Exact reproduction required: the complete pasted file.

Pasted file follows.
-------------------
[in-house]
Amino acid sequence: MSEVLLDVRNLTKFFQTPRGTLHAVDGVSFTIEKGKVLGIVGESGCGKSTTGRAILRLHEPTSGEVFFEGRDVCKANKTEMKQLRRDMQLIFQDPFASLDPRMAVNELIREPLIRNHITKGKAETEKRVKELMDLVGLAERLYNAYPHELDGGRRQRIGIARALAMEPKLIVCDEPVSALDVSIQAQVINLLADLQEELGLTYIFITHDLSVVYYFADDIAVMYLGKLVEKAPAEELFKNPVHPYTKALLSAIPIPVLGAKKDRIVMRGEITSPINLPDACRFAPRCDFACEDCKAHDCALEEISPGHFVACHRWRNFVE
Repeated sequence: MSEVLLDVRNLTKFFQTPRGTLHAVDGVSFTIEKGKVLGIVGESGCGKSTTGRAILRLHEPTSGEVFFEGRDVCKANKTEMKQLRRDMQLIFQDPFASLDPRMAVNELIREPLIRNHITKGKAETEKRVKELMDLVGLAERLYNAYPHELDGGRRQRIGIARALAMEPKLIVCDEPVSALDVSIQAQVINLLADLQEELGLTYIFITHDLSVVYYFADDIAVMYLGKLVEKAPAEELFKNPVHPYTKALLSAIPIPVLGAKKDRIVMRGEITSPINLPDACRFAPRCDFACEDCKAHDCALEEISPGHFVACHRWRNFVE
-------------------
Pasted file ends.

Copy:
[in-house]
Amino acid sequence: MSEVLLDVRNLTKFFQTPRGTLHAVDGVSFTIEKGKVLGIVGESGCGKSTTGRAILRLHEPTSGEVFFEGRDVCKANKTEMKQLRRDMQLIFQDPFASLDPRMAVNELIREPLIRNHITKGKAETEKRVKELMDLVGLAERLYNAYPHELDGGRRQRIGIARALAMEPKLIVCDEPVSALDVSIQAQVINLLADLQEELGLTYIFITHDLSVVYYFADDIAVMYLGKLVEKAPAEELFKNPVHPYTKALLSAIPIPVLGAKKDRIVMRGEITSPINLPDACRFAPRCDFACEDCKAHDCALEEISPGHFVACHRWRNFVE
Repeated sequence: MSEVLLDVRNLTKFFQTPRGTLHAVDGVSFTIEKGKVLGIVGESGCGKSTTGRAILRLHEPTSGEVFFEGRDVCKANKTEMKQLRRDMQLIFQDPFASLDPRMAVNELIREPLIRNHITKGKAETEKRVKELMDLVGLAERLYNAYPHELDGGRRQRIGIARALAMEPKLIVCDEPVSALDVSIQAQVINLLADLQEELGLTYIFITHDLSVVYYFADDIAVMYLGKLVEKAPAEELFKNPVHPYTKALLSAIPIPVLGAKKDRIVMRGEITSPINLPDACRFAPRCDFACEDCKAHDCALEEISPGHFVACHRWRNFVE